How many of us have considered as applicable to us the wisdom contained in the Bible statement (I Cor. 10:12), "Let him that thinketh he standeth take heed lest he fall"? The heartache involved in our not heeding this admonition can be realized from a story in the twenty-second chapter of Luke, which tells of Jesus' warning Peter that before the cock crew he would have denied Jesus three times. This is certainly an excellent example of the danger of not heeding. Peter did deny him and "wept bitterly" because of it. Yet, he could have heeded, and he need not have fallen.

Peter loved Jesus dearly. He was drawn away from his whole way of life, which was fishing, because he was attracted by Jesus' spiritual strength. But at the time of Jesus' agony in the garden of Gethsemane, Peter was so sure of his faithfulness to Jesus, so certain of his personal sense of loyalty, that he did not realize the need of strengthening himself through prayer for the ordeal ahead. Jesus, who knew that all of his followers were facing a great testing time, had warned Peter (Luke 22:31), "Satan hath desired to have you." The Master had gone on to tell Peter that he had been praying that Peter's faith would fail not, in order that he might strengthen the brethren.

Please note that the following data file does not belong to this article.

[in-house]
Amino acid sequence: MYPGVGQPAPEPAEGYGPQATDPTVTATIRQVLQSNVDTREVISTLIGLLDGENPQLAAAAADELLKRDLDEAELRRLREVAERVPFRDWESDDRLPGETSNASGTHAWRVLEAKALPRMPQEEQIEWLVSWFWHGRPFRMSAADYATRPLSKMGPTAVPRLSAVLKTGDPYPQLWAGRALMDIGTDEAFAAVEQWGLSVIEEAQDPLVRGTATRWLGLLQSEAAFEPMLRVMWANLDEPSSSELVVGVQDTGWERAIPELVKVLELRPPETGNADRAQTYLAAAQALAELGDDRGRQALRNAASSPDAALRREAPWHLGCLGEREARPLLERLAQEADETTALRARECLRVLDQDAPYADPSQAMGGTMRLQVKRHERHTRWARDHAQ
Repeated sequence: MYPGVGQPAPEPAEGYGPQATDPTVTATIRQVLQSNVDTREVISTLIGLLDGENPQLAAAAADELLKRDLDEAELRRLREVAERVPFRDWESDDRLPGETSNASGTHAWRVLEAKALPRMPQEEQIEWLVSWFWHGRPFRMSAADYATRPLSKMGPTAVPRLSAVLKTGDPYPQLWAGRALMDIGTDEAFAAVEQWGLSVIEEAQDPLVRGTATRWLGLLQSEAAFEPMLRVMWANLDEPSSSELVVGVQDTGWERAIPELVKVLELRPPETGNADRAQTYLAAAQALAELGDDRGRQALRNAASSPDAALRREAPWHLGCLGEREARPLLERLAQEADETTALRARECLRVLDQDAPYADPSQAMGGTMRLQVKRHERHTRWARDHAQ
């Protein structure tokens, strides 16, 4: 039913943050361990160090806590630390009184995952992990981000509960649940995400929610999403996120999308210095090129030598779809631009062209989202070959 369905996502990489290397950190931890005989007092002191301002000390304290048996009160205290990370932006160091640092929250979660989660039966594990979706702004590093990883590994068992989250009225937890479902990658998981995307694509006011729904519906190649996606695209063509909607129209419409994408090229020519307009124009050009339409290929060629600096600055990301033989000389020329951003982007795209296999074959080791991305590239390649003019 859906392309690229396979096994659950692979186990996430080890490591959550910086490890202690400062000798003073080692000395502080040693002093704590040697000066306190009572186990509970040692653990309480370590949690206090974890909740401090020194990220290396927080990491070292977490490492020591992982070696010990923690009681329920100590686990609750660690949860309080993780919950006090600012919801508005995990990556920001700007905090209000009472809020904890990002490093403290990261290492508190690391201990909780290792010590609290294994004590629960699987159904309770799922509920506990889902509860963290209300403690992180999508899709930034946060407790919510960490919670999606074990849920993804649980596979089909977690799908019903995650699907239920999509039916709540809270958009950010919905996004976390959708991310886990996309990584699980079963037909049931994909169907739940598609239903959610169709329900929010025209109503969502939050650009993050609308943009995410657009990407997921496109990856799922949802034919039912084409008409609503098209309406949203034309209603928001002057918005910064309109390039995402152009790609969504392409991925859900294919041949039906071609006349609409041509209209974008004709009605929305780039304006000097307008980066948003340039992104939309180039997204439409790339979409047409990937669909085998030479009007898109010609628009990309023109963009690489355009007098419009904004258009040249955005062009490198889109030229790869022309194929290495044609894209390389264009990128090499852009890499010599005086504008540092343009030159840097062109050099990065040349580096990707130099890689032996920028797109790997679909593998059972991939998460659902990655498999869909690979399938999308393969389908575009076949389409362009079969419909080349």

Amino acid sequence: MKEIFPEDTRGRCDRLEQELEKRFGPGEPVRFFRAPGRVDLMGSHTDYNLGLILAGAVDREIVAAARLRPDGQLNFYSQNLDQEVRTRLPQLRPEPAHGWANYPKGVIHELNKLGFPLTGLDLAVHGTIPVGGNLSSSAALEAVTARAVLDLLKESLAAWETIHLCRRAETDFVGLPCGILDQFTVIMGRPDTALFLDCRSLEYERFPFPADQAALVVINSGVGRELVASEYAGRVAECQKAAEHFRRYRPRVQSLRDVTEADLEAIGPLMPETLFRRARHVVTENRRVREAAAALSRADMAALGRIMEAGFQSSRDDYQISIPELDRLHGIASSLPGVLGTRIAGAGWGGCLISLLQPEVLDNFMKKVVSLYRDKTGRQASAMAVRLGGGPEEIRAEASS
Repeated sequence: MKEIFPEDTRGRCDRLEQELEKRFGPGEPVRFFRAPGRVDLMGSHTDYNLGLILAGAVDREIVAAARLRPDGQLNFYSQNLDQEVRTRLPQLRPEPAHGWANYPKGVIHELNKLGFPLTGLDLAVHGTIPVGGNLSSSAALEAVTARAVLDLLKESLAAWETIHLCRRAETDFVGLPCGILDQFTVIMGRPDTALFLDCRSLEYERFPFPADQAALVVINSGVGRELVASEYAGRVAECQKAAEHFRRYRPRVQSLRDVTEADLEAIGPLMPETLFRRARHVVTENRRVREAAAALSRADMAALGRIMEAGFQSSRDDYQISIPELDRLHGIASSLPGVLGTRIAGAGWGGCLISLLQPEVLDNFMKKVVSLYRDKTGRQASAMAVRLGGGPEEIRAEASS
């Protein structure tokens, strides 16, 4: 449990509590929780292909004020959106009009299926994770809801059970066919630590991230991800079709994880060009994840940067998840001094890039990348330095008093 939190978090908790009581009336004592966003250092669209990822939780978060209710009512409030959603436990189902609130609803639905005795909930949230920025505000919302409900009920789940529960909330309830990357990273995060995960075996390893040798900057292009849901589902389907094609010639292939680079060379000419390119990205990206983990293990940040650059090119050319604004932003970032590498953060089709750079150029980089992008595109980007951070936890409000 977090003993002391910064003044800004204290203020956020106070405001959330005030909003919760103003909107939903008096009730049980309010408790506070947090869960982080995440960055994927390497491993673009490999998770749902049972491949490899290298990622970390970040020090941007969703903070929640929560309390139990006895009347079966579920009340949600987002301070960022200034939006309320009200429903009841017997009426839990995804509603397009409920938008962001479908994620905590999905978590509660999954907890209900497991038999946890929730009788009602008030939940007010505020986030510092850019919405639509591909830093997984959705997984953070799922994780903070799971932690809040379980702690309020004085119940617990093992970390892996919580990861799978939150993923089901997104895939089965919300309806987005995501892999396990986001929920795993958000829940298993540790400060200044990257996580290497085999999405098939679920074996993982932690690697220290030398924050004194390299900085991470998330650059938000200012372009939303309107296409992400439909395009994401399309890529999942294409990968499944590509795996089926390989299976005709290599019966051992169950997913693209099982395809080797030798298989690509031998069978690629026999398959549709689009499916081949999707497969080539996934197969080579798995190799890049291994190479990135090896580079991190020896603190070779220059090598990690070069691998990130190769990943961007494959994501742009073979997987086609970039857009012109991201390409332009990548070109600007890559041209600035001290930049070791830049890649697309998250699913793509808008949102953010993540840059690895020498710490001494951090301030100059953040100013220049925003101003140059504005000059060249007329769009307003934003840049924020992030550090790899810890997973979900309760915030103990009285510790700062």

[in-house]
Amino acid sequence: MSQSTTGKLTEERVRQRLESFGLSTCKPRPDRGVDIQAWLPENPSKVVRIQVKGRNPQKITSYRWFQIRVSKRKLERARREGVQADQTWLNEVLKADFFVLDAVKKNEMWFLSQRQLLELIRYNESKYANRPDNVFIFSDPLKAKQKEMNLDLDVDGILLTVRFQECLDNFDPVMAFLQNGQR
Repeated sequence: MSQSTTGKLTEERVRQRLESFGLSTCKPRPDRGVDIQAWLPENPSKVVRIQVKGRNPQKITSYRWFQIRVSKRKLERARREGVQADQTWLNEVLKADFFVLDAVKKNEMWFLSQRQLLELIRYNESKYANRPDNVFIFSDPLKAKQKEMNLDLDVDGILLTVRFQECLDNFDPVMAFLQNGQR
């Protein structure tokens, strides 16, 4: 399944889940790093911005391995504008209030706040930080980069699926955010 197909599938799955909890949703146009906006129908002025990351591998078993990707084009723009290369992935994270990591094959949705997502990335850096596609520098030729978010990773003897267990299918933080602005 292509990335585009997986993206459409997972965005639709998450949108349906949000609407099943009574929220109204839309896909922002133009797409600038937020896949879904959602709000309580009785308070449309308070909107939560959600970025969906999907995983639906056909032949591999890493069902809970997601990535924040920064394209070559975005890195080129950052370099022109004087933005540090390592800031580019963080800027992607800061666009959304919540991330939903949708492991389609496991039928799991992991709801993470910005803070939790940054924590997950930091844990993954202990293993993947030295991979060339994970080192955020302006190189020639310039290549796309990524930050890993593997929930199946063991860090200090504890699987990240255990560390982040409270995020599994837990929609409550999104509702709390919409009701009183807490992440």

If Peter had accepted the Master's warning and had defended his thought against the aggressive suggestions of the world's hatred of Truth, he would not have been so unaware of the snare of the evil one. But be it to Peter's everlasting credit that he was not long deceived, nor did he long wallow in self-pity and remorse. Though he did return to his fishing for a little while, he was at the morning meal to receive Jesus' three admonitions to feed his sheep. This time he obeyed. Again he became a fisher of men, giving as part of his rousing sermon at the Pentecost these admonitions (Acts 2:38, 40): "Repent, and be baptized. . . . Save yourselves."

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July 7, 1956

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